Wednesday, October 16, 2013

Wouldn't That Be Awesome if...

...Per Damm got my boat? I'd briefly met Per in Flensberg 2007 because his boat is the same color scheme as mine and I felt it necessary to meet him at the time because of that fact. Weird, I know, but it was a connection. Anyway, as luck would have it, Per drew Josephine and I was pleased someone who would appreciate her could have her and take care of her for the week. I was just concerned that I had thrown everything back together so quickly at the end that something would go wrong... A pin come loose or a vang knot come undone... Thankfully, none of those fears came true and the boat performed as she should. Per and his crew's biggest complaint? The whisker pole clips were in the wrong spot. Ok guys, I'll take that under consideration. Hopefully, see you in Kerteminde.

Just in Time

With literally no time to spare, Josephine was done, ready and presentable for the SF Cup. The sail down from Sausalito to Richmond was the only time I'd actually sailed her and pretty close to a whole year had gone by. Then the question was, who'd get my boat? I was secretly hoping Christoph would get it, kick ass and win. But then I saw the list of entrants for the first time and thought...

Poppin' in the Stick

Call me crazy, but I think it's fun to recklessly drive down the freeway with a long ass piece of wood strapped to the top of my truck. Makes me feel like an outlaw or something. Probably how Bo and Luke Duke would feel runnin' from Roscoe P. Coltrane, jumpin' over the bridge that was always out of commission.
Please watch this to understand:
Ok, maybe not like that, but you get the idea.

Borrowed the Tripod from Peter

After the boat was splashed I fetched the tripod from Peter Jeal's shop (cost me a 12 pack of Pabst Blue Ribbon beer), I swear I should just build me one of those contraptions myself... and get my own trailer... and a sprayer... and an orbital wet sander... and a... uh, yeah.

All ready for the stick now.

Buffed the Hull

Again, thank you Patrick for this day of labor. Not only did we buff the hull, we also rebedded the gudgeons and tightened them up before the bottom was painted, and fixed a bunch of little things inside and out.

Bottom Job

Without going into the details... I got a respectable bottom job from KKMI, but I had to be there, take pictures, argue my points, was made to feel like a not so important customer, call them on their workmanship before I could get them to agree to make it right for the price we had discussed. I really do hate that feeling of being taken advantage of. The problem here is I have experience with Folkboat bottoms. I've done the job from start to finish a few times and have also paid to have it done more times. And every time I have talked with the guys who do the work and spec out every detail so I know I'm getting the best I can get under the circumstances... and I take pictures. Lots of pictures. It's hard to argue against pictures.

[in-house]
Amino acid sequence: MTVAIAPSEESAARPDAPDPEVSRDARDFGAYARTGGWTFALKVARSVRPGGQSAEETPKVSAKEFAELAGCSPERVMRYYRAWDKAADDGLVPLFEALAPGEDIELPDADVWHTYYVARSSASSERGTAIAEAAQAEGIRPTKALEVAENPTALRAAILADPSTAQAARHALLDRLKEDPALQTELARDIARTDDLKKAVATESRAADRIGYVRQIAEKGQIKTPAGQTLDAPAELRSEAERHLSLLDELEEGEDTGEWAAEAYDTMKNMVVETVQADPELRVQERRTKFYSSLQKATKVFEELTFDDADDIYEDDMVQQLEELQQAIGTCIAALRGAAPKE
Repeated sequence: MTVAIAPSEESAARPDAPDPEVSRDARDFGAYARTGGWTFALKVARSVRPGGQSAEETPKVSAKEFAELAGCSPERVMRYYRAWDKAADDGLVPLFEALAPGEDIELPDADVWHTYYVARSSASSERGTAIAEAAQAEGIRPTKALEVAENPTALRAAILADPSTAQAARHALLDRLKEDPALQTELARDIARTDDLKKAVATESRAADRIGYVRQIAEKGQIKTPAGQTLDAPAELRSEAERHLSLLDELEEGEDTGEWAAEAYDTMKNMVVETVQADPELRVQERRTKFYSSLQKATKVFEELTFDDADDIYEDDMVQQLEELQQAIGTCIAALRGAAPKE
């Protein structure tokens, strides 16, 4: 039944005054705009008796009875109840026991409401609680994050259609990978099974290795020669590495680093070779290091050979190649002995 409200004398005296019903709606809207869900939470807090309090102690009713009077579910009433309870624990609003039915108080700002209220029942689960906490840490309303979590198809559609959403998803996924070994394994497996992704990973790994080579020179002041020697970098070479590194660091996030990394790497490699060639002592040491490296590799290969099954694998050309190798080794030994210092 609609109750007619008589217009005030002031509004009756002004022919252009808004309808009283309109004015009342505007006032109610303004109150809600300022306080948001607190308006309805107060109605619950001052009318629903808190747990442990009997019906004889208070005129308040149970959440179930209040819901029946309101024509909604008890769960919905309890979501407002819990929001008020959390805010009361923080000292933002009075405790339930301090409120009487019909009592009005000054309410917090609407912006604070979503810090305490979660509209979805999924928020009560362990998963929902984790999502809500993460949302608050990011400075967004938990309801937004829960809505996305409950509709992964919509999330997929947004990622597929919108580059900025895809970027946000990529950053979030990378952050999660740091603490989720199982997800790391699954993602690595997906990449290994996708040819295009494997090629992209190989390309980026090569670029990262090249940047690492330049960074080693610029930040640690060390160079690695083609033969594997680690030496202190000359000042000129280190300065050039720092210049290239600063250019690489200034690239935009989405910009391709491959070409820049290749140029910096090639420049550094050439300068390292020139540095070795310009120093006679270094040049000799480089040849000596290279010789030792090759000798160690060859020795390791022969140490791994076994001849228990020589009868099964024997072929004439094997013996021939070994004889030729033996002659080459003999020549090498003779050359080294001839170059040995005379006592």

The bottom was prepped, rolled and tipped one coat and hung to dry over night. Not ideal like I can get at Svendsen's, but it would have to do. It was a relationship of convenience and that part is thankfully over.

Yes I neglected the bottom

After the season ended, I sailed the boat to Sausalito with my family, tied it up and did absolutely nothing. I just left it. Sick of spending the money, time and energy on this boat. I put her to sleep. But the SF Cup was coming. I didn't want any aspect of the boat to be an excuse for someone to blame on their poor performance so I needed a quick (cheap) plan. The mast was out, I don't have and engine or a lot of time and I decided to take a leave of absence from my job so I didn't have a lot of money. I'd have taken her to Svendsen's like I have taken both my folkboats and even boats that weren't mine for the last 10 years, but it was just too far, too much trouble and would cost too much for what the boat needed to get through the sf cup and the winter. Goebel helped me literally row my boat over to KKMI cause it took like... 15 minutes tops to do it and they have a bottom package that could fit my shrinking budget. But after my experience at KKMI I'm not sure I will ever take my boat there again. The attention to detail without having to ask for it at Svendsen's is just so worth the day sail there and back. But, back to what I felt I had to get done...